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Visitor
1,240 Views
Registered: ‎08-30-2016

## GTX Transceiver Margin Analysis, Verctical voltage range

Hello,

I'm working with a Kintex-7 device and try to run a Margin Analysis with the GTX Transceiver. The scan provides a vertical offset setting, which changes the voltage threshold between -127 and 127 voltage codes.

I couldn't find a place where the value of these voltage codes are defined. I'd like to get a value in mV corresponding to a single voltage code, to estimate the transmission margin in mV.

Is there a way to find out? I found that the differential input voltage swing depends on the receiver settings, so the mV per voltage code will be different depending on the receiver setup. Is there anything else to take into account? Would it be save to assume, that if My maximum voltage swing is 2000mV (Vdpp), That a single code would match 2000/254 = 7.9 mV?

The only resource I found was an old forum entry which stated 2mV per voltage code, but with no reference to any documentation.

1 Solution

Accepted Solutions
Highlighted
Moderator
1,565 Views
Registered: ‎07-30-2007

After the input signal goes through equalization which will vary the amplitude based on the frequency and has an Automatic Gain Control stage it may not make sense to talk in terms of a voltage conversion (and how could you measure it anyway).

That said, the conversion we use is 1.89 mv/code.

We generally look for 45 codes (85mv) in the vertical to be satisfied with the margin assuming you are meeting the specs and the guidelines for noise on the power supplies and the jitter on the refclk.

Edited for completeness:  We look for .35 ui in the horizontal.  Both of these conditions are for a BER on the scan of 10 to the -12 and assume you're meeting all datasheet specs.

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5 Replies
Highlighted
Teacher
1,227 Views
Registered: ‎07-09-2009

I think,

the output voltage and the reading you have are not calibrated.

The +- 127 I think is a ratio metric measurement,

Highlighted
Moderator
1,566 Views
Registered: ‎07-30-2007

After the input signal goes through equalization which will vary the amplitude based on the frequency and has an Automatic Gain Control stage it may not make sense to talk in terms of a voltage conversion (and how could you measure it anyway).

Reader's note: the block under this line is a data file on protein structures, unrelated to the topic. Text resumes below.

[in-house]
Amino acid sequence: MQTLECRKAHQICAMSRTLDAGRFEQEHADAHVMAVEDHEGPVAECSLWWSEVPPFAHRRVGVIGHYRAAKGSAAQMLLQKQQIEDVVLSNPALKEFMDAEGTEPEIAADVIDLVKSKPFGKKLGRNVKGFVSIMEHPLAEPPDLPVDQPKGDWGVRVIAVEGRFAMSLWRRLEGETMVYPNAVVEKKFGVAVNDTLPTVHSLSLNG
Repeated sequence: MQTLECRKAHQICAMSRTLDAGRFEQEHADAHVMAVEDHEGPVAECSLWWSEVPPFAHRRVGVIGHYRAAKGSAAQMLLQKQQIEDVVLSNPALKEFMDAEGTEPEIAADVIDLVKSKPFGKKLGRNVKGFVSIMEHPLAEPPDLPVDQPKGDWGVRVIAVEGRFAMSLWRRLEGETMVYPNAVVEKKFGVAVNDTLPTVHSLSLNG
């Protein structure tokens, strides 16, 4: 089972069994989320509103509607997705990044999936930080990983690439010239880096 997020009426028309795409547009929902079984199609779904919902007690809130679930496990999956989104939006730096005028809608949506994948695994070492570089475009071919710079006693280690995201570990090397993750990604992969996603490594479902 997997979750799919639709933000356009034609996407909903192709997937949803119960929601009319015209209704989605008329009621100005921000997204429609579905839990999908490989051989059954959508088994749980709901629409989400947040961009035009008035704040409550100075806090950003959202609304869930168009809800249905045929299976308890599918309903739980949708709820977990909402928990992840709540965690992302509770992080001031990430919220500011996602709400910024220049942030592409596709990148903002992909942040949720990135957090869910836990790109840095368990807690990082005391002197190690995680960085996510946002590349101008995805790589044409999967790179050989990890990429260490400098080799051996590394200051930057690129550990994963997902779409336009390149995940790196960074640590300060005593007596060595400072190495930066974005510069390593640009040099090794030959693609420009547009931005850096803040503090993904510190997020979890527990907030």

That said, the conversion we use is 1.89 mv/code.

We generally look for 45 codes (85mv) in the vertical to be satisfied with the margin assuming you are meeting the specs and the guidelines for noise on the power supplies and the jitter on the refclk.

Edited for completeness:  We look for .35 ui in the horizontal.  Both of these conditions are for a BER on the scan of 10 to the -12 and assume you're meeting all datasheet specs.

----------------------------------------------------------------------------
Don't forget to reply, kudo, and accept as solution
----------------------------------------------------------------------------

Highlighted
Visitor
1,164 Views
Registered: ‎08-30-2016

Thanks, that is what I was looking for. If we have a approximate reference point to check we are happy, as long as we have some guidelines.

Highlighted
Visitor
1,139 Views
Registered: ‎08-30-2016

A quick follow up: You state you look for 45 voltage codes to be satisfied with a link. Do you have similar guidelines for the horizontal range? We're looking for a pass/fail mask for a input signal, but as you already stated, The measurement is after Clock correction, so one cannot directly apply margins for a signal standard, as this is already the "improved" signal.

Thanks

Highlighted
Moderator
1,134 Views
Registered: ‎07-30-2007

We look for .35 ui in the horizontal.  Both of these conditions are for a BER on the scan of 10 to the -12.

----------------------------------------------------------------------------
Don't forget to reply, kudo, and accept as solution
----------------------------------------------------------------------------